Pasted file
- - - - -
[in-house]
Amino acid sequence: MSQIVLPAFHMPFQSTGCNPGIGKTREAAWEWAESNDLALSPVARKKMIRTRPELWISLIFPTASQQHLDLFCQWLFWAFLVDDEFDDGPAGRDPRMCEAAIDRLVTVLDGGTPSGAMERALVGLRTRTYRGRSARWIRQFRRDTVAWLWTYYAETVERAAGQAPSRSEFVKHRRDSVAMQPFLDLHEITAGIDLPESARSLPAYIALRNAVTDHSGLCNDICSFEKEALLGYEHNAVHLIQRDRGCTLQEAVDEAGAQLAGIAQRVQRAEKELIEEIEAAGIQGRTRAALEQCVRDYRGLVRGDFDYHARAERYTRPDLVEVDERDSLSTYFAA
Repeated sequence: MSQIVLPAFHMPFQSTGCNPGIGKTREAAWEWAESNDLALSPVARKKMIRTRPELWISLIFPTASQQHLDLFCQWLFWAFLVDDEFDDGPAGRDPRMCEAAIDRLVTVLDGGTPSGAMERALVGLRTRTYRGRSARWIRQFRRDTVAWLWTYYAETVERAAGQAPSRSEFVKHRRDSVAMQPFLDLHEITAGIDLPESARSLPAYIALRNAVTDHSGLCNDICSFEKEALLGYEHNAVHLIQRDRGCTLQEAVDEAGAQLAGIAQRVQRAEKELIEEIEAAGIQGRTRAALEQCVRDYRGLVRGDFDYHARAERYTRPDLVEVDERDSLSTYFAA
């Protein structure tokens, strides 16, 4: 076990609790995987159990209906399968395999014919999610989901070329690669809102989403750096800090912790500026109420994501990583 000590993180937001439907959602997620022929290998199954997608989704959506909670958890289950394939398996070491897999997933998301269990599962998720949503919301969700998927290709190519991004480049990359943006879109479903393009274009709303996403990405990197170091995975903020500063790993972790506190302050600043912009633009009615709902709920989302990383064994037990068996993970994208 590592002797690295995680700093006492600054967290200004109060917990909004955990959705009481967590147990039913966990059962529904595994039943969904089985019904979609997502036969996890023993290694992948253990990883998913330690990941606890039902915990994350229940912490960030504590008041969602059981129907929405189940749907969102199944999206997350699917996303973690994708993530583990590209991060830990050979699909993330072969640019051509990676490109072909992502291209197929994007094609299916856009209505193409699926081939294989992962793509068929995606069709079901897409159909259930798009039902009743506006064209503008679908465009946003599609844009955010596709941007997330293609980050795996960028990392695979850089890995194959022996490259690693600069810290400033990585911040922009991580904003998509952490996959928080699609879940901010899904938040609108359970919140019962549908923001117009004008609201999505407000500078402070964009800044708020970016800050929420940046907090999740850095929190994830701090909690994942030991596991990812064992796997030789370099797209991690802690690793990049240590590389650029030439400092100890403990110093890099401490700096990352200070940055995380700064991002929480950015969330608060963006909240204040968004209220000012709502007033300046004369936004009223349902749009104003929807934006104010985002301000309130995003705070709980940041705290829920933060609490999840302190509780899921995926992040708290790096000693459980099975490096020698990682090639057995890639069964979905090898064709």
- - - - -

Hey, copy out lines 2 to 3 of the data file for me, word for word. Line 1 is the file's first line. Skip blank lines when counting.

Amino acid sequence: MSQIVLPAFHMPFQSTGCNPGIGKTREAAWEWAESNDLALSPVARKKMIRTRPELWISLIFPTASQQHLDLFCQWLFWAFLVDDEFDDGPAGRDPRMCEAAIDRLVTVLDGGTPSGAMERALVGLRTRTYRGRSARWIRQFRRDTVAWLWTYYAETVERAAGQAPSRSEFVKHRRDSVAMQPFLDLHEITAGIDLPESARSLPAYIALRNAVTDHSGLCNDICSFEKEALLGYEHNAVHLIQRDRGCTLQEAVDEAGAQLAGIAQRVQRAEKELIEEIEAAGIQGRTRAALEQCVRDYRGLVRGDFDYHARAERYTRPDLVEVDERDSLSTYFAA
Repeated sequence: MSQIVLPAFHMPFQSTGCNPGIGKTREAAWEWAESNDLALSPVARKKMIRTRPELWISLIFPTASQQHLDLFCQWLFWAFLVDDEFDDGPAGRDPRMCEAAIDRLVTVLDGGTPSGAMERALVGLRTRTYRGRSARWIRQFRRDTVAWLWTYYAETVERAAGQAPSRSEFVKHRRDSVAMQPFLDLHEITAGIDLPESARSLPAYIALRNAVTDHSGLCNDICSFEKEALLGYEHNAVHLIQRDRGCTLQEAVDEAGAQLAGIAQRVQRAEKELIEEIEAAGIQGRTRAALEQCVRDYRGLVRGDFDYHARAERYTRPDLVEVDERDSLSTYFAA